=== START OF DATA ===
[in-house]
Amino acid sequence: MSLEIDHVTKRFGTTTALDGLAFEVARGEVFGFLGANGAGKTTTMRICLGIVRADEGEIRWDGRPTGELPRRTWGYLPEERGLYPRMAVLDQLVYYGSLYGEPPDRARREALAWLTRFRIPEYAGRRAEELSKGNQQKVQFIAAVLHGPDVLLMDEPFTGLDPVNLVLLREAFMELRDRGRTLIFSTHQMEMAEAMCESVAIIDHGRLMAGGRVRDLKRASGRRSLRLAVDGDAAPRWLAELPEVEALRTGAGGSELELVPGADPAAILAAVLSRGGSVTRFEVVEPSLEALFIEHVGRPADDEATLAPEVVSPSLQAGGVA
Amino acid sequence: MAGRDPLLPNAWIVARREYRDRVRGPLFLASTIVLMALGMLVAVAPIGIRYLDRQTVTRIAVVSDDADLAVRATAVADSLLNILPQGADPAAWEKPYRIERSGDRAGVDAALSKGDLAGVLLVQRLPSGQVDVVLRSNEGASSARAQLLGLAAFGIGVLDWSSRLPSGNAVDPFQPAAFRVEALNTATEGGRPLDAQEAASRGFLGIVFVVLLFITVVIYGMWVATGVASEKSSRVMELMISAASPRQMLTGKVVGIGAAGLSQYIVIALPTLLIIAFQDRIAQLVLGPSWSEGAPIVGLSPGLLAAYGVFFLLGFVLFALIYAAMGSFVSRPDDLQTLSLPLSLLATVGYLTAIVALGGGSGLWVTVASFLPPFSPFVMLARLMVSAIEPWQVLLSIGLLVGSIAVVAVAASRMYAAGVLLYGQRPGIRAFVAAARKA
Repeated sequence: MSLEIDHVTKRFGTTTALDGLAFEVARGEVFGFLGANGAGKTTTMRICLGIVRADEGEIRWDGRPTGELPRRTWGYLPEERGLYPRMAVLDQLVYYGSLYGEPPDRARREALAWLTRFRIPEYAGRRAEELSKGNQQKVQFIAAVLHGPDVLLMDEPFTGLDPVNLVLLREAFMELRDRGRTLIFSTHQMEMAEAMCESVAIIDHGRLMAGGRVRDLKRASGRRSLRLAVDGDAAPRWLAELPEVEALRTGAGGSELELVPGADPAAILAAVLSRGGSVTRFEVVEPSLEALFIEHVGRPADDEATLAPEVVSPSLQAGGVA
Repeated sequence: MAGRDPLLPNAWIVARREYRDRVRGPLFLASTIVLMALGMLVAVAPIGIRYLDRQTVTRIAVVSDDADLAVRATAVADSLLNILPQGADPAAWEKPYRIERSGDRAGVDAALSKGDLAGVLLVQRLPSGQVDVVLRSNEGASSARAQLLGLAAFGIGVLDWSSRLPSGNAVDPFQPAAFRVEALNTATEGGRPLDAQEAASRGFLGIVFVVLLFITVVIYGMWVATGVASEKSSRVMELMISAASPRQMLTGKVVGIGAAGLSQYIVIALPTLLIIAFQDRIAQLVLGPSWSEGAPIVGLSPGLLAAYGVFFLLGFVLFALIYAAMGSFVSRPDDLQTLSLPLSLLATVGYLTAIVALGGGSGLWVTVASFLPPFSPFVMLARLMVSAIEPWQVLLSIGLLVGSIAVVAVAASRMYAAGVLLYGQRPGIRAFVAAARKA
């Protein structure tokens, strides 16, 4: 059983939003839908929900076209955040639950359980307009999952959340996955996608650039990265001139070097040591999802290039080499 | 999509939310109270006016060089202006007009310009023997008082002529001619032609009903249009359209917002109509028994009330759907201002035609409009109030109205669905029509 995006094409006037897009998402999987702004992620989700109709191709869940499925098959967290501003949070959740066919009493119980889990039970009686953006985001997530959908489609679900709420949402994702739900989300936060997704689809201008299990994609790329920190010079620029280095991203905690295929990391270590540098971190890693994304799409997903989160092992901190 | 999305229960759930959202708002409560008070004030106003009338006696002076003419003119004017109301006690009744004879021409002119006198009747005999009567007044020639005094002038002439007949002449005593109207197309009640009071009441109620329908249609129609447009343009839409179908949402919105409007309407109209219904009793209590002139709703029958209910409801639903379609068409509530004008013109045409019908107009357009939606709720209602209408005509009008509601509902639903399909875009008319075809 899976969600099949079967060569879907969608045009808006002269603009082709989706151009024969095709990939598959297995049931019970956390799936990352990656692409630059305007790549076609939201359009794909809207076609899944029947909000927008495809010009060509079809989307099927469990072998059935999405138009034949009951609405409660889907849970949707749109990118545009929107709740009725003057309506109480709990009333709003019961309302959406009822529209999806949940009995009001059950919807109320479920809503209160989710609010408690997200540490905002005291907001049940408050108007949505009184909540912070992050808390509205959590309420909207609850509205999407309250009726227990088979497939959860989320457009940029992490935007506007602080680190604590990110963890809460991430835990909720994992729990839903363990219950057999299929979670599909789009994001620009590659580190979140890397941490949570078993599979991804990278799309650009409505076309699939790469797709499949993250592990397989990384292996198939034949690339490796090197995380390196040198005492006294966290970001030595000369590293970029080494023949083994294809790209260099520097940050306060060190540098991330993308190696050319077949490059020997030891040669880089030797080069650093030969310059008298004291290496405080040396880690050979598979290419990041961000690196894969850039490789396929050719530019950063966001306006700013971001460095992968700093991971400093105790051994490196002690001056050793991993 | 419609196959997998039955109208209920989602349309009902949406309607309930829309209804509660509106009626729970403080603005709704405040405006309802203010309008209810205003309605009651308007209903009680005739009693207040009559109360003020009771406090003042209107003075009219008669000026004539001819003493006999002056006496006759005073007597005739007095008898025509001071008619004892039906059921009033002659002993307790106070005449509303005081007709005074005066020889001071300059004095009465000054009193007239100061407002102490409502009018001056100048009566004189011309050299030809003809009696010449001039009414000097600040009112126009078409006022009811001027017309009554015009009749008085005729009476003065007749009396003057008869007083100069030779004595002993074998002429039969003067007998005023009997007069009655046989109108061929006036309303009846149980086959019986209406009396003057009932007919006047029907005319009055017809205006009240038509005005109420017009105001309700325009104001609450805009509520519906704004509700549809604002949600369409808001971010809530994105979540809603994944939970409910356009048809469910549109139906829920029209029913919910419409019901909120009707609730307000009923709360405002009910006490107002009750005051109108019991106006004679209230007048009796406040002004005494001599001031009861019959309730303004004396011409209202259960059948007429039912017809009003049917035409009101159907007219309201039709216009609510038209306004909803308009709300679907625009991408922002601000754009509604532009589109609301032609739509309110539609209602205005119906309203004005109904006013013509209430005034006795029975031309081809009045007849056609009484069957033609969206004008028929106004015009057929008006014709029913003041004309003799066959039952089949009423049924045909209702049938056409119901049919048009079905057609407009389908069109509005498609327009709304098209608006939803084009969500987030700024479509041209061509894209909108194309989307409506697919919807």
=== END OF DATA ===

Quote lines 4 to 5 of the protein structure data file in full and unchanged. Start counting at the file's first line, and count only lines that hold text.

Repeated sequence: MSLEIDHVTKRFGTTTALDGLAFEVARGEVFGFLGANGAGKTTTMRICLGIVRADEGEIRWDGRPTGELPRRTWGYLPEERGLYPRMAVLDQLVYYGSLYGEPPDRARREALAWLTRFRIPEYAGRRAEELSKGNQQKVQFIAAVLHGPDVLLMDEPFTGLDPVNLVLLREAFMELRDRGRTLIFSTHQMEMAEAMCESVAIIDHGRLMAGGRVRDLKRASGRRSLRLAVDGDAAPRWLAELPEVEALRTGAGGSELELVPGADPAAILAAVLSRGGSVTRFEVVEPSLEALFIEHVGRPADDEATLAPEVVSPSLQAGGVA
Repeated sequence: MAGRDPLLPNAWIVARREYRDRVRGPLFLASTIVLMALGMLVAVAPIGIRYLDRQTVTRIAVVSDDADLAVRATAVADSLLNILPQGADPAAWEKPYRIERSGDRAGVDAALSKGDLAGVLLVQRLPSGQVDVVLRSNEGASSARAQLLGLAAFGIGVLDWSSRLPSGNAVDPFQPAAFRVEALNTATEGGRPLDAQEAASRGFLGIVFVVLLFITVVIYGMWVATGVASEKSSRVMELMISAASPRQMLTGKVVGIGAAGLSQYIVIALPTLLIIAFQDRIAQLVLGPSWSEGAPIVGLSPGLLAAYGVFFLLGFVLFALIYAAMGSFVSRPDDLQTLSLPLSLLATVGYLTAIVALGGGSGLWVTVASFLPPFSPFVMLARLMVSAIEPWQVLLSIGLLVGSIAVVAVAASRMYAAGVLLYGQRPGIRAFVAAARKA